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The Ear

Have you ever stopped going to a favorite restaurant or social gathering because you can't hear? It could be something as simple as ear wax or you could have a hearing loss. Why would you want to miss out on the subtle sounds that life has to offer?

Don't like the thought of using a hearing aid? You wouldn't believe how discreet, comfortable, efficient and affordable today's instruments can be. Our office staff will be more than happy to schedule an appointment with our Audiologists to discuss your options with you.

About the Ear

Your ear has three main parts: outer, middle and inner. You use all of them when hearing. Sound waves come in through your outer ear. They reach your middle ear, where they make your eardrum vibrate. The vibrations are transmitted through three tiny bones in your middle ear called ossicles. The vibrations travel to your inner ear, a snail-shaped organ. The inner ear makes the nerve impulses that are sent to the brain where your brain recognizes them as sounds. The inner ear also serves to control your balance.

A variety of conditions may affect your hearing or balance. Ear infections are the most common illness in infants and young children. Tinnitus, a roaring in your ears, can be the result of loud noises, medicines, or a variety of other causes. Meniere's disease may be the result of fluid problems in your inner ear and its symptoms include tinnitus and dizziness. Some ear disorders can result in hearing disorders and deafness.

Ear Infections Also called: Otitis media

When an ear infection affects the middle ear and is called otitis media. The tubes inside the ears become clogged with fluid and mucus. This can affect the hearing because sound cannot get through all that excess fluid.

Ear infections are the most common illnesses in babies and young children. Here are some of the sings and symptoms you should watch for if you think you or your child may have an ear infection.

  • Tugging at the ears
  • Crying more than usual
  • Ear drainage
  • Trouble sleeping
  • Balance difficulties
  • Hearing problems

Often, ear infections go away on their own, but your health care provider may recommend pain relievers. Severe infections and infections in young babies may require antibiotics. Children who get frequent infections may require surgery to place small tubes inside their ears. These tubes relieve pressure in the ears so that the child can hear again.

Tinnitus

Do you hear a ringing, roaring, clicking or hissing sound in your ears? Do you hear this sound often or all the time? Does the sound bother you? If you answer is yes, you might have tinnitus.

Millions of people in the U.S. have tinnitus. People with severe tinnitus may have trouble hearing, working or even sleeping. Causes of tinnitus include hearing loss, exposure to loud noises or medicines you may be taking for a different problem. Tinnitus may also be a symptom of other health problems, such as allergies, high or low blood pressure, tumors and problems in the heart, blood vessels, jaw and neck.

Treatments for tinnitus depend on the cause. Treatments may include hearing aids, sound-masking devices, medicines and when a cure may not be forthcoming, there are ways to learn how to cope with the noise.

Meniere's Disease

Meniere's disease can cause severe dizziness, a roaring sound in your ears (tinnitus), hearing loss that comes and goes and the feeling of ear pressure or pain. It usually affects just one ear. This disease is a common cause of hearing loss.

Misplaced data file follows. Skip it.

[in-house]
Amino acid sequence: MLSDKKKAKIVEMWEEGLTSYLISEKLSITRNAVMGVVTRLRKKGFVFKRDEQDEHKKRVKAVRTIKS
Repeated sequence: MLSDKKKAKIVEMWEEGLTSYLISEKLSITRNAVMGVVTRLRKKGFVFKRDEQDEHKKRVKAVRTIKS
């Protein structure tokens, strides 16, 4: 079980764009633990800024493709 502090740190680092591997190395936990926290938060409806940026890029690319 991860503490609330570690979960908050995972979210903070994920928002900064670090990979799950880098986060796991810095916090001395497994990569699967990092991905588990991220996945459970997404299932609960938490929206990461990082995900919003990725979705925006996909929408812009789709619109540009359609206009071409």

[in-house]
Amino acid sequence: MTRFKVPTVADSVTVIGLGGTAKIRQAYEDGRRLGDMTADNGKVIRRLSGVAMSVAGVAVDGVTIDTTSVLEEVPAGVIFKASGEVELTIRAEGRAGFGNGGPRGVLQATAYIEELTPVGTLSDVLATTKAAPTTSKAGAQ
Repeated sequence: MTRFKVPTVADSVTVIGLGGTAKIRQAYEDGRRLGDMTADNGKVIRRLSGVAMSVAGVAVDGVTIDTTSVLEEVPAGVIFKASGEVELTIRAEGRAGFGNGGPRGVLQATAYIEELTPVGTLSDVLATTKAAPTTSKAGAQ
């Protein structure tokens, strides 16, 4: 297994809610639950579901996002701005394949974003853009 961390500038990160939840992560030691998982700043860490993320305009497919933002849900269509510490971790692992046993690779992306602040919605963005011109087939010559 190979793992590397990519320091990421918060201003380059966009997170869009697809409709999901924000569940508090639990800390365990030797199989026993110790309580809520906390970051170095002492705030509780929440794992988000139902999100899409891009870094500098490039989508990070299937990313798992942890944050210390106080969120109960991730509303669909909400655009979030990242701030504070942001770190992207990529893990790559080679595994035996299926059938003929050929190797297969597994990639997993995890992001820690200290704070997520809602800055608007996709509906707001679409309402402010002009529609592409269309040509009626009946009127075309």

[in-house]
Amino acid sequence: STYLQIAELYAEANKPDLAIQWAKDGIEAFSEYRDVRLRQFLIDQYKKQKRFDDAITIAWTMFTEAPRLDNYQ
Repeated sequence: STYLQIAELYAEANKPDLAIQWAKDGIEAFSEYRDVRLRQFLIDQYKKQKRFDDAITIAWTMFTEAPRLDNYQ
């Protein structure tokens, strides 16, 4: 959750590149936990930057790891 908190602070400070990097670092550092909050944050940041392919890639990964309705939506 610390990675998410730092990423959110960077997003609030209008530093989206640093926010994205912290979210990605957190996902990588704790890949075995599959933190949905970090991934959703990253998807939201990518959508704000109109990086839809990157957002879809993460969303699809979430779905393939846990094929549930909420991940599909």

Scientists don't yet know the cause. They think that it has to do with the fluid levels or the mixing of fluids in the canals of your inner ear. Symptoms occur suddenly and can happen as often as every day or as seldom as once a year. An attack can be a combination of severe dizziness or vertigo, tinnitus and hearing loss lasting several hours. There is no cure. However, you may be able to control symptoms by changing your diet or taking medicine so that your body retains less fluid. Severe cases may require surgery.

Dizziness and Vertigo

When you're dizzy, you may feel lightheaded or lose your balance. If you feel that the room is spinning, you may have vertigo.

A sudden drop in blood pressure or being dehydrated can make you dizzy. Many people feel lightheaded if they get up too quickly from sitting or lying down. Dizziness usually gets better by itself or is easily treated. However, it can be a symptom of other disorders. Medicines may cause dizziness or problems with your ear. Motion sickness can also make you dizzy. There are many other causes as well.

Dr Grillo will fully evaluate patients with vertigo and balance disorders. The vestibular system consists of the inner ears and the brain stem along with inputs from the eyes and ankles. This system helps us maintain our center of gravity. Dysfunction of the vestibular system causes symptoms of vertigo, dizziness, lightheadedness, as well as balance problems.

All patients with vestibular complaints undergo a full examination by Dr. Grillo. Appropriate audiological testing is performed. When indicated, vestibular testing called video electronystagmography or VNG is preformed at our office. These tests help indicate the location and severity of vestibular dysfunction. This helps guide therapy, which frequently includes vestibular rehabilitation.

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Dr. Grillo

Crystal Community ENT
(Ear-Nose-Throat)
790 S.E. 5th Terrace,
Crystal River, FL 34429
(352) 795-0011



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